You both look at weapons as a source of power; you Greg clearly feel weak and a loss of power (mostly imaginary) without your fetish item within reach at all times.

    I haven't suggested a history quiz should be a prerequisite to a carry permit. I've argued that a real and imminent threat - not just some speculative, maybe-it-could-happen justification should be one of the criteria for carry, either open or concealed.

    The history point is made to underline that you don't know what you are doing or what the history really is you claim for your silly photo; rather, you embrace a gun fantasy, past and present.

  14. Dog Gone,

    Finger on the trigger--and just why do you keep claiming that, even though you're wrong? Do you know anything about the function of a single-action revolver? Are you aware that the top chamber of an antique-style gun such as that is kept empty? Do you realize that the gun cannot fire unless the hammer is cocked over a live chamber?

    You claim that I feel weak without a gun. Prove that. I say that I do not. I have said all along that a gun provides a measure of security. For the purposes of self defense, that's all. It is not magical, nor can it do anything that I am unable to make it do. What you are doing here is speculating on the basis of your own skewed judgement. Fortunately, we both live in states that don't give a damn about your opinion.

  15. Greg, you cannot say you agree he should have his guns removed and in the same breath maintain your ridiculous position that private sales should continue to be unregulated. That's dishonest.

  16. Mikeb302000,

    You can call me silly or irrational or ignorant, but dishonest is just plain wrong. To be dishonest, I'd have to hide something. What am I hiding?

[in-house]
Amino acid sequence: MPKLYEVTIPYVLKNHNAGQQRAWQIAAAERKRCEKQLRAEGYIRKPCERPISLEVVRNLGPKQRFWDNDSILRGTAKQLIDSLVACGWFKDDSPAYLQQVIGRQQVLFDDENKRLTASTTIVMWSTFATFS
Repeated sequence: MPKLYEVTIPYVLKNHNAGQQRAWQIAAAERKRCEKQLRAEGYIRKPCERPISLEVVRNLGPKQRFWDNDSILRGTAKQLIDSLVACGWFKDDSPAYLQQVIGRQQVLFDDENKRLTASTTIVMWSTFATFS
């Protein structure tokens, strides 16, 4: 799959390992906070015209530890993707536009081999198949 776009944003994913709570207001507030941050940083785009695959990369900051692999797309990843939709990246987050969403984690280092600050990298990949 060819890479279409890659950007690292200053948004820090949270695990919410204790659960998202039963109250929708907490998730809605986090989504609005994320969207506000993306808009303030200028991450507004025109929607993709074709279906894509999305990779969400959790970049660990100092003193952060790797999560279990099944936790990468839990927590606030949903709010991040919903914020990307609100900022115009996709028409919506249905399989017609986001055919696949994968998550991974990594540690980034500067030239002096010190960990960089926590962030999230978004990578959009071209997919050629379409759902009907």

I want private sales to be free precisely because it's something for your side to pick on. Don't you get it? As long as your side is unwilling to make any compromises, my side has to hang on to everything that we currently have. We can't let you have anything; we have to make every gain of yours a fight. We know that if we just give you anything, you'll take that and demand more. When you're willing to discuss what you'll give us, we'll be more willing to give something to you.

  17. GC writes:but dishonest is just plain wrong.

    No, it is an accurate statement. You have misrepresented any number of items as fact that are not factual at all.

    An example would be your claim that Billy the Kid was killed with a belt carried revolver, when in fact there is nothing but speculation, the most credible of which posits he may have had a knife, and nothing reliable or credible about gun carry at all,

    You haven't admitted that you cited bullshit fantasy to support your claim.

    Now, as to the Earps et al, and their experience, to support belt carry, it appears pretty clearly from this testimony that a gun might on an emergency basis be shoved in someone's belt while they were unable to gain access to their holsters, AND while carrying some other weapon or weapons - notably long barreled weapons. An example of this would be someone who disarmed another person not having a holster in which to put the additional firearm momentarily.

    And yes - I am familiar with sources like this:

    I doubt you are. In fact I'd bet someone else in your little circle of silly gun nuts supplied you with the few inadequate sources you have used.

    It is a long way from being a practice of the 'old west'. It IS consistent with the stupid and dangerous myth in the pro-gun community of what is meant by the historically inaccurate and racist term, 'mexican carry', which is as bogus a bunch of nonsense as the Billy the Kid bullshit.

    You are dishonest Greg, because you won't and don't admit when you are factually inaccurate. You are incapable here of admitting when you are wrong.

    That makes you dishonest; you still claim something is factual or applicable long after it has been debunked.


  18. Dog Gone,

    As a matter of fact, the website that you named is one of the places that I looked. You may disagree with my conclusions. You may tell me that my sources are inadequate. But you cannot call me dishonest merely because I don't fall into line with your beliefs. You really are incapable of understanding how anyone could disagree with you.